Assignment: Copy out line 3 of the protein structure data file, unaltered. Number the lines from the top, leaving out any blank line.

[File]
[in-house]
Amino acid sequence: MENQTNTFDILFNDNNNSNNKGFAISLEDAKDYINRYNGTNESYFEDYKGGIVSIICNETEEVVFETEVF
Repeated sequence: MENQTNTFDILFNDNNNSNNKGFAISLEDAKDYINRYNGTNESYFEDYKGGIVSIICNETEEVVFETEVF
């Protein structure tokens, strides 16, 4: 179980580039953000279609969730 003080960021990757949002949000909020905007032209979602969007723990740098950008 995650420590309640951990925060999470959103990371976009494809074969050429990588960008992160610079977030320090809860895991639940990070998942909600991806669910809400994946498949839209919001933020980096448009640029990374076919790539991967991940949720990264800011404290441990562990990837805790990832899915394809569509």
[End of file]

Repeated sequence: MENQTNTFDILFNDNNNSNNKGFAISLEDAKDYINRYNGTNESYFEDYKGGIVSIICNETEEVVFETEVF